# Solving the Unemployment Problem

written by Pj on Thursday January 10th, 2013 -- 1:45 p.m.

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It occurred to me the other day that solving unemployment is trivially easy.

My mother has a job at a factory, and over the past few months has rarely had a weekend off.  Who wants to work 7 days a week? I'll tell you who: People who don't want to lose their job.  That's the only reason they don't all tell the company to go fuck themselves.

So what's our unemployment rate at, currently? Like 8% or so? That's almost nothing.

Let's just make it illegal for employers to require employees to work more than 40 hours a week.  Suddenly these companies who are forcing their employees to work 56 hours a week need 40% more employees to get the same amount of work done.  Problem solved!

Well, maybe.  It depends on how many of these companies exists, but I suspect it isn't too few.  If 1 in 5 employees are being forced to work like this, that completely eliminates unemployment as it will take all of the currently unemployed to make up the difference.  However, 1 in 5 seems like a high estimate.

If it's less, we can just reduce the limit further.  Make it 32 hours a week so everyone works 4 days and gets 3 days off.  Hell, let's do that even if it makes the unemployment rate negative.  I guarantee it'd still be a good thing, even to those who say "but I wouldn't be able to pay my bills on only 32 hours of pay per week."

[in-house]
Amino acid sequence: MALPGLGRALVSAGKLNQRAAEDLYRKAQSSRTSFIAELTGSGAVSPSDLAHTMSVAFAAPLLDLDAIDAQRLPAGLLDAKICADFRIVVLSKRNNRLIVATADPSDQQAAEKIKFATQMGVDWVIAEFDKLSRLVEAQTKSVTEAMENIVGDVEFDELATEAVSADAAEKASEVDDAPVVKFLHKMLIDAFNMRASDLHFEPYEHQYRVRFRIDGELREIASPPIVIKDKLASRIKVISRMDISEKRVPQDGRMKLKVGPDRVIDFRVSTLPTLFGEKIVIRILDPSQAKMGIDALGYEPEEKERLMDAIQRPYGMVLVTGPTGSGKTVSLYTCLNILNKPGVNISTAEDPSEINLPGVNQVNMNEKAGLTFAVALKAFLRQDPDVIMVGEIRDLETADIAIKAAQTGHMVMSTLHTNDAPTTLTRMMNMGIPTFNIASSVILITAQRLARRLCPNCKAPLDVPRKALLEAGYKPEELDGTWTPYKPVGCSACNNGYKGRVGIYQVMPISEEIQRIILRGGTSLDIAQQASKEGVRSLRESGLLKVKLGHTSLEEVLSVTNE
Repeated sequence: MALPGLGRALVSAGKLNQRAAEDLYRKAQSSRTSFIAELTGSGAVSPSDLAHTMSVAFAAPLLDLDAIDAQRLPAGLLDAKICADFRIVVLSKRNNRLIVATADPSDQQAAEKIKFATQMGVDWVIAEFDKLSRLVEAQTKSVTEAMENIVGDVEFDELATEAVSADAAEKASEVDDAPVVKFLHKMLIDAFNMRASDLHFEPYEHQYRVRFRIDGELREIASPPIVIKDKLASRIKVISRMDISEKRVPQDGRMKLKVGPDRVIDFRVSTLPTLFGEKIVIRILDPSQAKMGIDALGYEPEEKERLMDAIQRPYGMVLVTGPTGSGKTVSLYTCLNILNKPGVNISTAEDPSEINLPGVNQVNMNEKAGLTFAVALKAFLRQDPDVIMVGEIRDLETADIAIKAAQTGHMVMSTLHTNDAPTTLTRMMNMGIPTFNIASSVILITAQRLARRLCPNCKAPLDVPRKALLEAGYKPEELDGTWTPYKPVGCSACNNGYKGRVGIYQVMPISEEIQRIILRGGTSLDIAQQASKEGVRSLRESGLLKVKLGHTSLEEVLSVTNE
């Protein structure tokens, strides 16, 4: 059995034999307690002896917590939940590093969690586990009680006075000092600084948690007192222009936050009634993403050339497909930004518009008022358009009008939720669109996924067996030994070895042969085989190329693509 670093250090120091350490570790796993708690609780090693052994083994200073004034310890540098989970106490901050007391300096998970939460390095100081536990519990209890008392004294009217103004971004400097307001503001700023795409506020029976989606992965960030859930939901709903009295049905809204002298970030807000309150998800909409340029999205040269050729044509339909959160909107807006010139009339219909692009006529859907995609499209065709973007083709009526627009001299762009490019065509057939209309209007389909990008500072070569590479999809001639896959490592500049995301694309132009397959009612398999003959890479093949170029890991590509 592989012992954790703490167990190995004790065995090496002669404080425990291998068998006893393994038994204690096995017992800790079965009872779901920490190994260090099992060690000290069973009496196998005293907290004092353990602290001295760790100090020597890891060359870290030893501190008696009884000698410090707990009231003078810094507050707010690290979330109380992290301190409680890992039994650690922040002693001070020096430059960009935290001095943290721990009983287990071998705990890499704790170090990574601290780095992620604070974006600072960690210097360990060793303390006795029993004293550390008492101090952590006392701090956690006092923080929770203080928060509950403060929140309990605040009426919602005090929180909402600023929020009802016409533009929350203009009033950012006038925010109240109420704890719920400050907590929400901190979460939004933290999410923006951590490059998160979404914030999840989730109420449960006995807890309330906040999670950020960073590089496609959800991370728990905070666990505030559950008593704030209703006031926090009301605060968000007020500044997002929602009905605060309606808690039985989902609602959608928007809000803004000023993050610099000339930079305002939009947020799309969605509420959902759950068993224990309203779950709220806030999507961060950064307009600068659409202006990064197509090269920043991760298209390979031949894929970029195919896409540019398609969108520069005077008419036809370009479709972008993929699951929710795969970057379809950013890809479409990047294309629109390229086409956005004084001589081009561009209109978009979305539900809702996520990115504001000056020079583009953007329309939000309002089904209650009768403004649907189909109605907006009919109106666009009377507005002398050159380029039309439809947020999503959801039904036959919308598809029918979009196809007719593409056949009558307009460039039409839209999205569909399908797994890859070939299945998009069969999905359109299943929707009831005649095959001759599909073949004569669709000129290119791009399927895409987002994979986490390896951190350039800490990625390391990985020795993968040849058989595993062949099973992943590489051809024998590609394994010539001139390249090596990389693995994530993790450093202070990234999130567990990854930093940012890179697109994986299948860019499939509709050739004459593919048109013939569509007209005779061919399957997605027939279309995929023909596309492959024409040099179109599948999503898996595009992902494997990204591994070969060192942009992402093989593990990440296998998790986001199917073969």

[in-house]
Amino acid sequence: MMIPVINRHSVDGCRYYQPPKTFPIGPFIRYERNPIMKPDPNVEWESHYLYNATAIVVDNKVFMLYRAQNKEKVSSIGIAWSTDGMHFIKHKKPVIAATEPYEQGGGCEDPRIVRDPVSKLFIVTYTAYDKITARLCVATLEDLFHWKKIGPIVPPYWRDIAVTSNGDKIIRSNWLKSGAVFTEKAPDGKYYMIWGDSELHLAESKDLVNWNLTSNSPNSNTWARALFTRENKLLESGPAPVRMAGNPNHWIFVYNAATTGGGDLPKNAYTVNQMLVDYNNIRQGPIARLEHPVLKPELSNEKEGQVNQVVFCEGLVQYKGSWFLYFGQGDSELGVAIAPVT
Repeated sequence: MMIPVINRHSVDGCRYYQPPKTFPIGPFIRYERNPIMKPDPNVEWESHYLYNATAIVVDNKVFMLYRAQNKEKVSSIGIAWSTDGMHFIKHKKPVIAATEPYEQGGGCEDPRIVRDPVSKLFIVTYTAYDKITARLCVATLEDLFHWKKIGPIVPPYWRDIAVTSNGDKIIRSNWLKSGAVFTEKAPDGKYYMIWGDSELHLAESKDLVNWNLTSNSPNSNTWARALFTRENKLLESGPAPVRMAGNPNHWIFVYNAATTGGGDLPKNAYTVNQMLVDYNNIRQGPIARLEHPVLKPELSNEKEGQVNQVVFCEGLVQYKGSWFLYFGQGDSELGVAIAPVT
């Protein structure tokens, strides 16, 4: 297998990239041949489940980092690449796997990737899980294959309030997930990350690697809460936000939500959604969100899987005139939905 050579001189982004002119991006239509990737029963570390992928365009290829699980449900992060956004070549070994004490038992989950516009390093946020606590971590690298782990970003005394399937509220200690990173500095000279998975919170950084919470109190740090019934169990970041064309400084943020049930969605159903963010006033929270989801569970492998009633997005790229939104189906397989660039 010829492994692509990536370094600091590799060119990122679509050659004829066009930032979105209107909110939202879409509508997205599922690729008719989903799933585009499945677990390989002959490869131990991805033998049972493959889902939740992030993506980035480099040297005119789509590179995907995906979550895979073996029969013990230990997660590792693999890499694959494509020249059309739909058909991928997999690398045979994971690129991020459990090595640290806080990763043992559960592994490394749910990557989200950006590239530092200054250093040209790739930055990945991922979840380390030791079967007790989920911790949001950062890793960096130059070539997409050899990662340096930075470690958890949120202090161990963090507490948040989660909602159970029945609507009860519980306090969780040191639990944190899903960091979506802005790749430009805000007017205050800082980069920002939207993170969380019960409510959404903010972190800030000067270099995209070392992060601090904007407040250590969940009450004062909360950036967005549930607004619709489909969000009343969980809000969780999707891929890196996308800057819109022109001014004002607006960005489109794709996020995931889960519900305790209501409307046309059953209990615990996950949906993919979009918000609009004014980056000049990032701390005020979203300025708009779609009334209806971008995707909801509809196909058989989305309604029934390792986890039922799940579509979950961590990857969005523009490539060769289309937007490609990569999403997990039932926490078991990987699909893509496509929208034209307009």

The reason: Employers don't much have to compete on salary because jobs are in far more demand than employees are.  If you reverse the situation, then suddenly employers have to pay their employees more, otherwise they won't have employees.  The newspapers will be full of legitimate job postings and anyone who is only making minimum wage won't have any trouble at all finding higher pay elsewhere.

Indeed, I wonder if this isn't the source of the wealth disparity in the U.S.  Rich people can't become rich without the poor giving them their money one way or another, and so the question is; when are we giving them our money? One way we're probably doing so is by accepting less pay than we are worth.  If an employee accepts \$9 an hour when they're worth \$10 an hour, and an employer has ten employees, that employer gets a whole salary without doing any of the work for it.  So it's easy to understand why your boss always makes twice what you do despite doing his best to do less work than you do.  Do the same at a company with thousands of employees and its easy to have a CEO who makes a hundred times what the lowest-paid employees make.

However, if we create a situation where employees are in demand, all of this changes.  Every little bit the CEO tries to skim off the payroll makes it harder to find employees, which increases HR costs at best, and makes it more likely that the employees that are found are genuinely worth less.  Any company that doesn't pay its employees fairly would be ensuring its own demise.

To have people working seven days a week, when they don't want to, and when others are working zero days a week, is just dumb.  However, it's what companies like to do.  They save money on training costs since they get more work per unit of training effort, and it certainly helps them out when negotiating salaries when they can point to a huge stack of applications and say "we can replace you easily" whereas, if they actually hired all of those people so they didn't have to force their current employees to work overtime, then that stack of applications wouldn't exist.